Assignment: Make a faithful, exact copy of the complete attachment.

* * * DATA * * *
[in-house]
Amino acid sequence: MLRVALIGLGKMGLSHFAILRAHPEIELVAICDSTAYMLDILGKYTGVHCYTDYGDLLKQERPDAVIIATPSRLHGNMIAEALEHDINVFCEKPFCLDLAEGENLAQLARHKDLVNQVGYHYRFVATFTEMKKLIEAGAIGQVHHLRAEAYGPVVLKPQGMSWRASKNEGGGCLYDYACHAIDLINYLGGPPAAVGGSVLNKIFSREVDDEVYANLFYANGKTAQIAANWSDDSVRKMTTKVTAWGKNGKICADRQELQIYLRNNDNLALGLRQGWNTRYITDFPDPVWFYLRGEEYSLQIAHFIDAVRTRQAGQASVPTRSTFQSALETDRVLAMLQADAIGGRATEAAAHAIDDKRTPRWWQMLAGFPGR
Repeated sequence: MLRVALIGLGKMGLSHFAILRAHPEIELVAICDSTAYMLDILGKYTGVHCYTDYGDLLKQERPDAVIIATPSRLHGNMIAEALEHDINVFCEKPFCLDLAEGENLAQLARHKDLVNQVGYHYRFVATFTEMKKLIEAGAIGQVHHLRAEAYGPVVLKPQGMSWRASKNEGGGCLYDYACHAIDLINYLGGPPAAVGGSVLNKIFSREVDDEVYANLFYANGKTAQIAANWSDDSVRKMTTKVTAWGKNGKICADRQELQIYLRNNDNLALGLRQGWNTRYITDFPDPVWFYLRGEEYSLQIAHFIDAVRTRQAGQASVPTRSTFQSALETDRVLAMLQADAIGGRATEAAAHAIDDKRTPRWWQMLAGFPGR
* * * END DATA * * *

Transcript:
[in-house]
Amino acid sequence: MLRVALIGLGKMGLSHFAILRAHPEIELVAICDSTAYMLDILGKYTGVHCYTDYGDLLKQERPDAVIIATPSRLHGNMIAEALEHDINVFCEKPFCLDLAEGENLAQLARHKDLVNQVGYHYRFVATFTEMKKLIEAGAIGQVHHLRAEAYGPVVLKPQGMSWRASKNEGGGCLYDYACHAIDLINYLGGPPAAVGGSVLNKIFSREVDDEVYANLFYANGKTAQIAANWSDDSVRKMTTKVTAWGKNGKICADRQELQIYLRNNDNLALGLRQGWNTRYITDFPDPVWFYLRGEEYSLQIAHFIDAVRTRQAGQASVPTRSTFQSALETDRVLAMLQADAIGGRATEAAAHAIDDKRTPRWWQMLAGFPGR
Repeated sequence: MLRVALIGLGKMGLSHFAILRAHPEIELVAICDSTAYMLDILGKYTGVHCYTDYGDLLKQERPDAVIIATPSRLHGNMIAEALEHDINVFCEKPFCLDLAEGENLAQLARHKDLVNQVGYHYRFVATFTEMKKLIEAGAIGQVHHLRAEAYGPVVLKPQGMSWRASKNEGGGCLYDYACHAIDLINYLGGPPAAVGGSVLNKIFSREVDDEVYANLFYANGKTAQIAANWSDDSVRKMTTKVTAWGKNGKICADRQELQIYLRNNDNLALGLRQGWNTRYITDFPDPVWFYLRGEEYSLQIAHFIDAVRTRQAGQASVPTRSTFQSALETDRVLAMLQADAIGGRATEAAAHAIDDKRTPRWWQMLAGFPGR